A bird's eye view of Wufang Village in Fengxian District.
A Qing Dynasty village on the city's southern outskirts has become a model project for China's "rural revitalization" initiative to make farmers rich and the countryside prosperous again.
Wufang Village in Fengxian District's Qingcun Town dates back around 300 years. Its old houses have been restored, waterways dredged and the environment improved to restore its rural ambiance.
The authentic south China water town, covering 1.99 square kilometers, is about 40 kilometers from Shanghai's downtown area with a total population of some 1,300 villagers.
The villagers have been encouraged to rent their houses to the government, with the buildings converted into homestay projects and offices for start-ups. The township government has relocated the villagers to newly built modern residential neighborhoods.
The villagers can receive money from the lease of their houses, share in the tourism project, and get jobs guiding tourists, said Qin Ying, Party secretary of the village.
"The main purpose of the rural revitalization is to increase the earnings and improve living standards of farmers," Qin said.
Some abandoned artifacts such as milestones and plows have been collected to decorate houses that have become homestays or small eateries. The former ponds used to raise fish and crabs have been made into one which is used by tourists for fishing contests. A century-old residential house is now a tiny museum which showcases the history of the village.
As of May 2020, 55 companies have registered in Wufang, mainly in energy technology, intelligent transport, health and medicine, agricultural tourism and vocational education.
A house owner can receive about 50,000 yuan (US$7,170) per year if the property they own is renovated into company headquarters or minsu (Chinese-style B&Bs), compared with only 20,000 yuan per year in normal rent.
The peach orchard in bloom at Wufang Village.
Fei Liping, a businessman in the village, rented his old family house to the village government and receives an annual lease of about 60,000 yuan.
"My mother used to sweat day and night on the farmland, and the produce largely depends on the weather," Fei said. "She can enjoy a comfortable life in a modern neighborhood now."
He established a property management company to take charge of the cleaning and maintenance of the rented houses. He has hired over 20 villagers to work as cleaners or security guards.
"I prefer to work and contribute to my hometown," he said. "It is a source of pride for me to witness the village becoming a popular travel destination nowadays."
President Xi Jinping initiated the "rural revitalization" strategy in October 2017 with the chief goal to modernize agriculture and rural areas.
The Wufang Village, known as a production base for Shanghai's famed yellow peaches, has been listed as one of the first batch of nine demonstration villages to be revitalized. The construction of another 28 "demonstration villages" is underway across the city. The practice will be promoted to other rural villages across the city's outskirts.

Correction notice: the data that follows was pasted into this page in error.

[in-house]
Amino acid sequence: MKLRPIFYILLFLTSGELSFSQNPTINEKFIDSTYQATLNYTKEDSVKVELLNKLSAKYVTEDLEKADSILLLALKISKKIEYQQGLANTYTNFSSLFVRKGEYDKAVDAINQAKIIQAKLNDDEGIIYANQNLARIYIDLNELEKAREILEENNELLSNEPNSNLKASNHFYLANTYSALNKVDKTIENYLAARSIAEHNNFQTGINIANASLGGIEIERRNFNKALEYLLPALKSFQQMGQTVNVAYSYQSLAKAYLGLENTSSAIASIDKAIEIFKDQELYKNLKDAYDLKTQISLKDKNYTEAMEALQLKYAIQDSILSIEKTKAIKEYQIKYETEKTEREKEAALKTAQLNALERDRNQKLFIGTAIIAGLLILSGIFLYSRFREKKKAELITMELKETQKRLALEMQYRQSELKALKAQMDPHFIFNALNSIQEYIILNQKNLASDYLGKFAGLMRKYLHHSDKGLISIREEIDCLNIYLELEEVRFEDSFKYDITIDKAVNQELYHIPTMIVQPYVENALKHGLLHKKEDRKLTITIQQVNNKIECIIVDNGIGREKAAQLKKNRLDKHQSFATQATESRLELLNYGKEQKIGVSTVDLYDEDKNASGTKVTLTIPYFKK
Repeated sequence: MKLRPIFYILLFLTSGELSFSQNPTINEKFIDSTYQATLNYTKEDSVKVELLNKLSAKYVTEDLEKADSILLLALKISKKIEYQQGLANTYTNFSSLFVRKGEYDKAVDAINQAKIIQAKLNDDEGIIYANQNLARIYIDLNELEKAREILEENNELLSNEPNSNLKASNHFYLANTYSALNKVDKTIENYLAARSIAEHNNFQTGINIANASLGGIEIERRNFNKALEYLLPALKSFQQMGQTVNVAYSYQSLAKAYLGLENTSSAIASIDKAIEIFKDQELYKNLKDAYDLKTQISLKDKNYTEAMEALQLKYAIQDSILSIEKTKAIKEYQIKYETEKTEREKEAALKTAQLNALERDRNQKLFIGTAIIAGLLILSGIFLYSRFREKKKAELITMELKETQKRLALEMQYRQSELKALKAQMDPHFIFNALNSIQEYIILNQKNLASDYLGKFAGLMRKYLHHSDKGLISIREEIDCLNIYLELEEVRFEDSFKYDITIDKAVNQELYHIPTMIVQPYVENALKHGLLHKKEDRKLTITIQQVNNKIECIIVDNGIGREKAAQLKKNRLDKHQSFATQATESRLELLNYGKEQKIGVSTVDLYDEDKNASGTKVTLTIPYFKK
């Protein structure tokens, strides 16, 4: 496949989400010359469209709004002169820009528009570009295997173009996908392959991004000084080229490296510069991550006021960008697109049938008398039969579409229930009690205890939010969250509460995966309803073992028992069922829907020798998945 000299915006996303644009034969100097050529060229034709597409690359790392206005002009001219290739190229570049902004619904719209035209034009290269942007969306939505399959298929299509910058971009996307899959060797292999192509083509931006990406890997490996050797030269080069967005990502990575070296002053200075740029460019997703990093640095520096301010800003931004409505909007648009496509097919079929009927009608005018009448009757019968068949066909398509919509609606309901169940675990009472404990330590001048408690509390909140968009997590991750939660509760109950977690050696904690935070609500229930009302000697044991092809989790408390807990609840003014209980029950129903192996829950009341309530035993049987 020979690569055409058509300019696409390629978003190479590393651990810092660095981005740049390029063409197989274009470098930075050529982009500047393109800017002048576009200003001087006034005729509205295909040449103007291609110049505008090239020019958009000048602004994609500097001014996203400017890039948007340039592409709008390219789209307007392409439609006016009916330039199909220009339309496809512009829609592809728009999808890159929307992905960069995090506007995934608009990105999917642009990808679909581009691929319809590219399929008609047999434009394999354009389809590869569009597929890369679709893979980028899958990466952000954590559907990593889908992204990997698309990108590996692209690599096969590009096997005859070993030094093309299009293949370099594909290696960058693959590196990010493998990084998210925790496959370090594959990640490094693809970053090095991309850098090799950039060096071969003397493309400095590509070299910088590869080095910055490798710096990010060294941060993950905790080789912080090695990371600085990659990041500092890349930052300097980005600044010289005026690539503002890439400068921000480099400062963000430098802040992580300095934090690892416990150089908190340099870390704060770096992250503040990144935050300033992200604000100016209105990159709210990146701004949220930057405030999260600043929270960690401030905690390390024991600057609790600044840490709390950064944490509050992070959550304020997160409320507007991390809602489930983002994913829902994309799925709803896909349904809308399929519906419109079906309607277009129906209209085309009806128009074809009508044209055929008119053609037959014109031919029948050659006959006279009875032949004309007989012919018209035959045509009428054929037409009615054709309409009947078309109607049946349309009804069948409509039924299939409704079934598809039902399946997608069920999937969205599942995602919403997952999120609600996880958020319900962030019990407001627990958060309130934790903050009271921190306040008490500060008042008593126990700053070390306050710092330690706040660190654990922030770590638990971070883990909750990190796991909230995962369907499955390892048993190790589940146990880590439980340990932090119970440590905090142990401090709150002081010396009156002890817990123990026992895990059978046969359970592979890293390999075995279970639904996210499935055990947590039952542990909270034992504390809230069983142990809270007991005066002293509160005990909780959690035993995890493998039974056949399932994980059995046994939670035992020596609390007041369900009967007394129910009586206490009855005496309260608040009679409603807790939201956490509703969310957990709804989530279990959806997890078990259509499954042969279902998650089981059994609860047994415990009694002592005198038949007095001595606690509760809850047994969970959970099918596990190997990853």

The village was initially developed under the order of Emperor Daoguang to reward a local Wu family for their filial piety. A stone gateway was once erected at the entrance to remind people to show respect when entering the village.
However, the village was later affected by pollution. The once-fertile farmland grew barren, while many houses became vacant after the younger generation moved downtown to work.
Fengxian launched the facelift campaign in September 2018. The village houses and roads were renovated and the original elements, such as their tiles and white walls, have been preserved. The once-murky creeks have been dredged and purified to restore the historical ambiance of a typical water village of Jiangnan, or regions south of the Yangtze River.
Wufang Village has been revamped to restore the original countryside ambiance.
The first phase of the project which has already opened to tourists covers 240,000 square meters. Under the protective planning of the China Academy of Art and the Shanghai Academy of Fine Arts, the farm and garden complex features cafes, restaurants, art studios, exhibition halls and fishing ponds.
The companies and business operators in the complex are encouraged to hire the property owners to work for them. About a third of the taxes the companies pay will be given to the villages to improve infrastructure and the environment.
By the end of 2019, the total lease revenue of the village reached 3.5 million yuan, while the salary of the villagers were 1.8 million yuan.
With the help of the national initiative, Fengxian aims to further increase the average income of its residents by at least 10 percent by the end of 2020. Over 50 model “beautiful villages” will be developed by then, according to the district government.
Meanwhile, in cooperation with the Shanghai Academy of Agricultural Sciences, the yellow peach orchards in the village have also been upgraded. Some 30-year-old peach trees have been replaced with better species, while the soil has also been improved.
Bigger and sweeter yellow peaches are expected in future, the Fengxian government said, along with a rise in the number of visitors.
The brand "Wufang Peach" has been developed to create peach related products such as canned peaches, soda water, beer, snacks and even facial masks.
Editor: Cai Wenjun